The end of the acclaimed series will also be the end of a personal journey for the actors. Before working on The L Word, Beals says she “didn’t really see the gay community that much, in terms of issues. I didn’t think about same-sex marriage. I didn’t really know who Matthew Shephard was. I’d heard the story, but it really didn’t sink in, really what it meant…the extent to which hate is codified within the culture. It’s not until having worked on the show that I realized that there are so many things to get done.”

For Holloman, the openly bisexual castmate who was already popular for her lesbian role in the film The Incredibly True Adventures of Two Girls in Love, working on the set was eye-opening. “I thought I knew a lot about this community of women [but] I didn’t know that much at all. I have learned so much from the different writers and directors that came in. For me, it was just a whole new learning experience. It was important to kind of say, ‘Wait, there is so much for me to learn about the dynamics of these relationships.’”

For some of the cast, it’s hard to say goodbye to their character. Beals describes some of the perks of being Bette: “There are times when I’m in an argument with somebody that I really wish [Bette] would just pop up and argue for me. I really, really do. It’s like, ‘Where is she? Come back!’ Instead of me going, ‘Uh, um, ee, oo.’ I’ll miss, certainly, her articulateness—and her wardrobe.”

For others, it may be easier to bid their alter egos adieu. “I think it’s possibly time that I shed that skin…you can’t go on being the same thing forever,” said Moennig. “I personally wouldn’t feel satisfied doing that for the rest of my life. It’s time to shed that one; appreciate it, own it, but to shed it.”

Not a surprising perspective from Moennig, who was only 24 when she shot to fame on the series. “I really think I came into my own on this show, just because going through your 20s is such a heavy decade.”

But that doesn’t mean the final hurrah will be simple. Like the audience that’s awaiting this sixth and final season, the cast feels both excitement and sadness.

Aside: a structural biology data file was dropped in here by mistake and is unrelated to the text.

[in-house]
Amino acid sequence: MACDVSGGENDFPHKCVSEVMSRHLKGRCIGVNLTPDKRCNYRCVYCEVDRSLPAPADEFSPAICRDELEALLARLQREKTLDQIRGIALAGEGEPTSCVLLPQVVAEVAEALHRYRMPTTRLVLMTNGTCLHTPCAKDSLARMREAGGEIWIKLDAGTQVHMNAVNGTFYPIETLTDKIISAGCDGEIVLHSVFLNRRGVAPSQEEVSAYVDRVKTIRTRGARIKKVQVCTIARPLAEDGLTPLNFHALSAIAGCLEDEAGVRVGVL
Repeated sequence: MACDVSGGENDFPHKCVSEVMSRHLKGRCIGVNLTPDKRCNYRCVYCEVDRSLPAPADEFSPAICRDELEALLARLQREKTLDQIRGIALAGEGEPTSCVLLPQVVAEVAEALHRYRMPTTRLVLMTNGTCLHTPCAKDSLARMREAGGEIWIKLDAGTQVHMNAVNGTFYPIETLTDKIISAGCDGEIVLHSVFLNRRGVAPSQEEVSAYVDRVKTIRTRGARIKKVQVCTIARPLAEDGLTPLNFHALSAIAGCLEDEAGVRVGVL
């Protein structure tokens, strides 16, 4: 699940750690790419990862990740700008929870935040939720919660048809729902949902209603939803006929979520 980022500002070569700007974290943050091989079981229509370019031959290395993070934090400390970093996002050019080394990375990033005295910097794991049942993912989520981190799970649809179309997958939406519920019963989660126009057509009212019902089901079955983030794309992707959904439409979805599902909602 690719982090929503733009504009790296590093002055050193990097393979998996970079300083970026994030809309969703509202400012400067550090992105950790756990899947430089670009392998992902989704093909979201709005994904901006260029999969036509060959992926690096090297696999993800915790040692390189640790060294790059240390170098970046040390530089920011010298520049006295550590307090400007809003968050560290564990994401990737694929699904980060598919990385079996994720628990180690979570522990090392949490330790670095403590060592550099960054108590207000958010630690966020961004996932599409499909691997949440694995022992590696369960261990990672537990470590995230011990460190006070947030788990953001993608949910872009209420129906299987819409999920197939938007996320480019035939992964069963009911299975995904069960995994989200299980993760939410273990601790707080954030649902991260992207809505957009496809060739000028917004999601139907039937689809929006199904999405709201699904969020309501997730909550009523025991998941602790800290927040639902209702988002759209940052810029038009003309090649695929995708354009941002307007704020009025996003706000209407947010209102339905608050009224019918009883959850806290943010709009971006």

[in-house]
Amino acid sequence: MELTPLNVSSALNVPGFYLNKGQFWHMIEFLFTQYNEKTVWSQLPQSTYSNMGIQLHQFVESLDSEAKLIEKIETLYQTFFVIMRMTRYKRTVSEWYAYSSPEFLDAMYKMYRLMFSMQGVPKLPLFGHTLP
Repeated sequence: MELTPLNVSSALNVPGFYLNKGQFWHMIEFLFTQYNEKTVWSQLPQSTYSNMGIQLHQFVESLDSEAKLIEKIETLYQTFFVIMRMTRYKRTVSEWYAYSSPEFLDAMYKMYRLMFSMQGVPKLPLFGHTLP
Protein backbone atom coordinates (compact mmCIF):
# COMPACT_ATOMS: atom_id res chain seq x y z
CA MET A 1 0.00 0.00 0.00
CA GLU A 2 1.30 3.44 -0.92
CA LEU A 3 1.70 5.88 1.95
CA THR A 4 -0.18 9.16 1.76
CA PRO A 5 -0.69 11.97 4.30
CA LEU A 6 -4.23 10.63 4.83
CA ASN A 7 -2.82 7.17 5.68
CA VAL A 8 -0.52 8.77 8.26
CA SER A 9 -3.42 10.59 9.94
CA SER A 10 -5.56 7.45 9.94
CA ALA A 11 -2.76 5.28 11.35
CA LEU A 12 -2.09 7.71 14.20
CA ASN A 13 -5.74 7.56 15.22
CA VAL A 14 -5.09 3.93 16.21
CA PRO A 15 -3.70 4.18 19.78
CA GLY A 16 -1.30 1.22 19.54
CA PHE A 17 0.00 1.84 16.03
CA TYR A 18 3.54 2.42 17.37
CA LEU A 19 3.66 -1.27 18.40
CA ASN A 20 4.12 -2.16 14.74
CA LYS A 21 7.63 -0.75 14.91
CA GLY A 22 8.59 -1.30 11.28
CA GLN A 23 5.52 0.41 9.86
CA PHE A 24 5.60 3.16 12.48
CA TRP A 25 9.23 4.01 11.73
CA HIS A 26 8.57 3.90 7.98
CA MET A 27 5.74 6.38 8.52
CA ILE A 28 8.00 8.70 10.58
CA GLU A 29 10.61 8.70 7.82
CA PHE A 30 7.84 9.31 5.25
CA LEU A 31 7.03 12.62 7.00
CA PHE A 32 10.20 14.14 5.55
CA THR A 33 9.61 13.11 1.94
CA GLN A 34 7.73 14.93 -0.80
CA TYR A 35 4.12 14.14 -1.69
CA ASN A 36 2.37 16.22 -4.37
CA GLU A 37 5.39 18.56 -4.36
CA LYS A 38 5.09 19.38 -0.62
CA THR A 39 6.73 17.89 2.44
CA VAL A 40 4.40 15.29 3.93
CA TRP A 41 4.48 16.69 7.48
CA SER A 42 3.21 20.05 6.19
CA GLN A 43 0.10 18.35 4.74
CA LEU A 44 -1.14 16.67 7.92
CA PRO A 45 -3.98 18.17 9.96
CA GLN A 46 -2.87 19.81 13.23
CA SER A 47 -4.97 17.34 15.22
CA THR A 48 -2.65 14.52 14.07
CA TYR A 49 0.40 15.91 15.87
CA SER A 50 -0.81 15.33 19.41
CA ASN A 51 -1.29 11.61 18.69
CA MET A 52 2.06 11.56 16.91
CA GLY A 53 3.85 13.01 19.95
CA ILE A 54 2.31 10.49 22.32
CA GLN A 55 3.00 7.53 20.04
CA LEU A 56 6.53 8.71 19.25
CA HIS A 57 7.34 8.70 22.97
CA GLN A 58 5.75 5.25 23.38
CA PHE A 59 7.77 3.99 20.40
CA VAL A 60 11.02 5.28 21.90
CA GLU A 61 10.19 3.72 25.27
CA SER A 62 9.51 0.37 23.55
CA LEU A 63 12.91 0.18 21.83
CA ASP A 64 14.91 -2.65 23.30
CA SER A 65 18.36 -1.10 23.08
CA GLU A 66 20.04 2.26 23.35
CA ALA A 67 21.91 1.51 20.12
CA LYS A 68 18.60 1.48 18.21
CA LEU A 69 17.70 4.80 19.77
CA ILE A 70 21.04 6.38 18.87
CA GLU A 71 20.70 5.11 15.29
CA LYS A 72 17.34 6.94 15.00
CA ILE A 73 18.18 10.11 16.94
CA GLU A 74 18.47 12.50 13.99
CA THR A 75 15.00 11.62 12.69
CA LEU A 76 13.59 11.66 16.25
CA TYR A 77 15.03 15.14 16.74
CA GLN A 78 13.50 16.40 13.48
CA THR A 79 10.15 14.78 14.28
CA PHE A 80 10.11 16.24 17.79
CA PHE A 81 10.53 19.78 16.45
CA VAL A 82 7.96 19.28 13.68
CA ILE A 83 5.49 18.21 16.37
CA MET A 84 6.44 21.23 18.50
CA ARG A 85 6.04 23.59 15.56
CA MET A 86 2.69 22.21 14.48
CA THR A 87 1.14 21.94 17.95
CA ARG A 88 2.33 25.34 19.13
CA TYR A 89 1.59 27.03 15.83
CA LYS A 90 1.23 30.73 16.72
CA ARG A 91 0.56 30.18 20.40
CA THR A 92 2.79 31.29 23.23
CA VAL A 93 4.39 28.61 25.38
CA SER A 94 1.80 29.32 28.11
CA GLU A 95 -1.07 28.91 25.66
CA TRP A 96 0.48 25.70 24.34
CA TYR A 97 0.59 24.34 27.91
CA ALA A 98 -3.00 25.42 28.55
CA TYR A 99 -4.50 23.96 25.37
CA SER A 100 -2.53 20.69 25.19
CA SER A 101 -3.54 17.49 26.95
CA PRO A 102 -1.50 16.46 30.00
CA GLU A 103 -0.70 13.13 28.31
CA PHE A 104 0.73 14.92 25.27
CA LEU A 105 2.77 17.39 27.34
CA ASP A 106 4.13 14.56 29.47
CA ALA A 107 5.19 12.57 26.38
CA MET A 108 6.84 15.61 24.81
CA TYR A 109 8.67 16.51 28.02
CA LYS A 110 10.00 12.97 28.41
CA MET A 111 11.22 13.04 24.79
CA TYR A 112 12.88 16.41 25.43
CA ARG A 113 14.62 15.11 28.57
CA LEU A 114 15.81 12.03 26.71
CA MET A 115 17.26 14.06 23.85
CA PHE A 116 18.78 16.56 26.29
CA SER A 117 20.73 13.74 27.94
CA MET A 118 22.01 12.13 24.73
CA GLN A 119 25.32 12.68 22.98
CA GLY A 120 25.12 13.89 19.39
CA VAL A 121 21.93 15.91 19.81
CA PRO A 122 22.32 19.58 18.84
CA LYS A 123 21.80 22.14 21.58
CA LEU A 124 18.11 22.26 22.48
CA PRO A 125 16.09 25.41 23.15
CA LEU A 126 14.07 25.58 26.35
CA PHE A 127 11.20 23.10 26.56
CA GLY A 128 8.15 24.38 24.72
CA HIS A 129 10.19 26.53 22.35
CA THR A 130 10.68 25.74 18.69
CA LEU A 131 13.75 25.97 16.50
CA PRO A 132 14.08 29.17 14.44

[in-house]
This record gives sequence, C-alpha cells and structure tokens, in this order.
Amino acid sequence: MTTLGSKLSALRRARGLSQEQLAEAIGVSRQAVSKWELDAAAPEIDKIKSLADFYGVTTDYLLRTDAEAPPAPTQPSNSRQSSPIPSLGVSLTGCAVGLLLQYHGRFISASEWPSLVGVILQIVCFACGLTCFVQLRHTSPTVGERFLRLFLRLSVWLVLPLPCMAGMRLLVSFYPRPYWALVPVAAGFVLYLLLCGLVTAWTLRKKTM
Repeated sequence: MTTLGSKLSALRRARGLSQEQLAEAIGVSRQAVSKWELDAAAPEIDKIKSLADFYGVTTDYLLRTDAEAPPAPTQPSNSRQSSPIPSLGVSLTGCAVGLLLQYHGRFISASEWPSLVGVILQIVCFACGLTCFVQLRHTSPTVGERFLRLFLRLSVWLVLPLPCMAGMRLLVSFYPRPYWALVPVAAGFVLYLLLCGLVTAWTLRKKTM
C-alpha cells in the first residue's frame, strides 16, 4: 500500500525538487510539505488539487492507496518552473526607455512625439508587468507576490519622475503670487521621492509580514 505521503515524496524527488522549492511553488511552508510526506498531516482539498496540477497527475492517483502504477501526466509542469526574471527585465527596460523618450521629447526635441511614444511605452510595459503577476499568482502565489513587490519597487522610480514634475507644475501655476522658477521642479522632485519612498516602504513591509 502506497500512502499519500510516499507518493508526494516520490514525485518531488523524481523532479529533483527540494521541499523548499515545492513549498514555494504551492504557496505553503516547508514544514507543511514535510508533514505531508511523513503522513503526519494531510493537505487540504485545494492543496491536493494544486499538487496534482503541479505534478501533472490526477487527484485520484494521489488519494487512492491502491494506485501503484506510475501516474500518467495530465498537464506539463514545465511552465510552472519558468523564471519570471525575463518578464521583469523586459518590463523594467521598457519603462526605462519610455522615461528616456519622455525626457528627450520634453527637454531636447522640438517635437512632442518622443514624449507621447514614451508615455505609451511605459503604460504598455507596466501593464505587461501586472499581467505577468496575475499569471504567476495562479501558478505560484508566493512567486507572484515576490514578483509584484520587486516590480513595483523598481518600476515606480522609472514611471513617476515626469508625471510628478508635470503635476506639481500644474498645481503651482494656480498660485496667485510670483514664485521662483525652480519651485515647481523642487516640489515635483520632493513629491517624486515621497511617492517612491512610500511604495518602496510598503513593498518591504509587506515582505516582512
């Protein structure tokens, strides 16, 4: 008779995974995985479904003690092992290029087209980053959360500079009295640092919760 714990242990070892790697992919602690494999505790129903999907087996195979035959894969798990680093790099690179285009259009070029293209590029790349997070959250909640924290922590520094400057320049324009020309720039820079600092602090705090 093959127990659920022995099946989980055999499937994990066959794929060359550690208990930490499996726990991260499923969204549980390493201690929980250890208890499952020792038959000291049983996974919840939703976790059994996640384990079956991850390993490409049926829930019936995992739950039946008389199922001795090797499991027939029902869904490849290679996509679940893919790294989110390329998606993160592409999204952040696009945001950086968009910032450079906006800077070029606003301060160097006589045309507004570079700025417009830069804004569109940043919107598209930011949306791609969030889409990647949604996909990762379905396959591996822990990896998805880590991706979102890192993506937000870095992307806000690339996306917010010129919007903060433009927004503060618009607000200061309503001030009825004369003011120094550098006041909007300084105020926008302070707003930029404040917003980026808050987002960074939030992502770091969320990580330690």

“I felt like we had accomplished so much. I think that if we hadn’t so thoroughly told so many stories that I would have been sad and I would have been disappointed. But because we covered so much ground…I just felt tremendously proud and elated,” says Beals.

“It’s sad to let go of six years of your life. But everything has to come to an end eventually. And now I think is as good a time as any to move on,” says Moennig.

For Holloman, the hardest part is leaving behind the cast and crew. “I felt really sad…like I was just leaving a core group of people who had become family to me, at least six months out of every year.”

Despite their conflicted feelings about the series coming to an end, all the ladies are satisfied with the conclusion. “I feel like you leave Helena, on a personal level, in a good place, with some things resolved and a future ahead of her…which is how you want to leave a character,” says Shelley.

“I’m really happy with it. I think my character ended up in this really, really great place,” says Holloman. Perhaps of all the characters, Holloman’s was able to play the greatest range. Was she always happy with the storyline?

“Every once in a while I think there were these really magical storylines…I would really connect with them, and I would like to have seen them go on a little more.